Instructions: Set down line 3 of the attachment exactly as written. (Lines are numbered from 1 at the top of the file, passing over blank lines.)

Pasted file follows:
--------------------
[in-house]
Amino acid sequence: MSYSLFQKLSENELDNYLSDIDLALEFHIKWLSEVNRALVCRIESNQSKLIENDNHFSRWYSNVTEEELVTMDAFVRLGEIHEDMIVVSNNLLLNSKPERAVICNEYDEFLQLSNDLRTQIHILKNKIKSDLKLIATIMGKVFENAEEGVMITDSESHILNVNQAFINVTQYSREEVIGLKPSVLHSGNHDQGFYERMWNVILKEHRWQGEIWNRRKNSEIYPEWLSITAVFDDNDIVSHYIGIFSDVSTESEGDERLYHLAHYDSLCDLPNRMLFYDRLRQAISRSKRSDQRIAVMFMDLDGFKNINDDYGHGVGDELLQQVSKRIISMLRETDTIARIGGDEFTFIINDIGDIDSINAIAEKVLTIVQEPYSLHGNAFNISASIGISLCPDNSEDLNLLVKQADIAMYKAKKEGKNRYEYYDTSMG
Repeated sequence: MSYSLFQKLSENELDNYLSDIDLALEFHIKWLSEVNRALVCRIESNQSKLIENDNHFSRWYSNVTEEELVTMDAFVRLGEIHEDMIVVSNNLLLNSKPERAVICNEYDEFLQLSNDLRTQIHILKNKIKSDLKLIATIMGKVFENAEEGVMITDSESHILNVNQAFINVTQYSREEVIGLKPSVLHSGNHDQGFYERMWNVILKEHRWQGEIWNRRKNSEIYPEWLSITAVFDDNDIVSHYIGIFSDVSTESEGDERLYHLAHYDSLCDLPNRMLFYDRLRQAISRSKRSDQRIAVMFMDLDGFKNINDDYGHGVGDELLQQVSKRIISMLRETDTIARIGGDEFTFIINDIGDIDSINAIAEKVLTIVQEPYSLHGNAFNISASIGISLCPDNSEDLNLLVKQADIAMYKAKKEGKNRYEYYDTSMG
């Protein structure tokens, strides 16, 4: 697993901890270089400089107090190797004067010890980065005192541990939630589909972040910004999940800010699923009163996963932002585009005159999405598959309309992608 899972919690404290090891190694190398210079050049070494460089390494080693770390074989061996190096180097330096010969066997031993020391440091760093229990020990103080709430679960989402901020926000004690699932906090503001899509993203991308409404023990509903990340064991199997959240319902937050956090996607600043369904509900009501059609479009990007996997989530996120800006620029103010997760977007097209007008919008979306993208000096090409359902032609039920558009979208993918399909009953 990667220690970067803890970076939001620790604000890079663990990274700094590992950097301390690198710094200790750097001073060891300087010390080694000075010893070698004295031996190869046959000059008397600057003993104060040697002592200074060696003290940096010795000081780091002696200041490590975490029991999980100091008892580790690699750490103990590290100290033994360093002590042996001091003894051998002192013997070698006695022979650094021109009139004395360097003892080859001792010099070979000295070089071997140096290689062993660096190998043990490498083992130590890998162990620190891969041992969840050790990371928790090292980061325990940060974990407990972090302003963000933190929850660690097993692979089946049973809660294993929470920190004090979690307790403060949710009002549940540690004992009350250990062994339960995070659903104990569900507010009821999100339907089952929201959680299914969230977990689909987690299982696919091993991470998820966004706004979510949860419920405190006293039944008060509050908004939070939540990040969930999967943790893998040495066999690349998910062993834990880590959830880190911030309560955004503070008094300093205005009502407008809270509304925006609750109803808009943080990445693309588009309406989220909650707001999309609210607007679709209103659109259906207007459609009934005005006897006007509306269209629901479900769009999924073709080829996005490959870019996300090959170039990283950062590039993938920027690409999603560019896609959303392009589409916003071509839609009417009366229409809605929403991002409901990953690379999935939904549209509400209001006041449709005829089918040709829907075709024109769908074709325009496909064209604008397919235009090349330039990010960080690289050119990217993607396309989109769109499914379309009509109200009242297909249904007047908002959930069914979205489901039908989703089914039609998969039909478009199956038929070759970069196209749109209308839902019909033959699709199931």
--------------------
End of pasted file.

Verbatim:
Repeated sequence: MSYSLFQKLSENELDNYLSDIDLALEFHIKWLSEVNRALVCRIESNQSKLIENDNHFSRWYSNVTEEELVTMDAFVRLGEIHEDMIVVSNNLLLNSKPERAVICNEYDEFLQLSNDLRTQIHILKNKIKSDLKLIATIMGKVFENAEEGVMITDSESHILNVNQAFINVTQYSREEVIGLKPSVLHSGNHDQGFYERMWNVILKEHRWQGEIWNRRKNSEIYPEWLSITAVFDDNDIVSHYIGIFSDVSTESEGDERLYHLAHYDSLCDLPNRMLFYDRLRQAISRSKRSDQRIAVMFMDLDGFKNINDDYGHGVGDELLQQVSKRIISMLRETDTIARIGGDEFTFIINDIGDIDSINAIAEKVLTIVQEPYSLHGNAFNISASIGISLCPDNSEDLNLLVKQADIAMYKAKKEGKNRYEYYDTSMG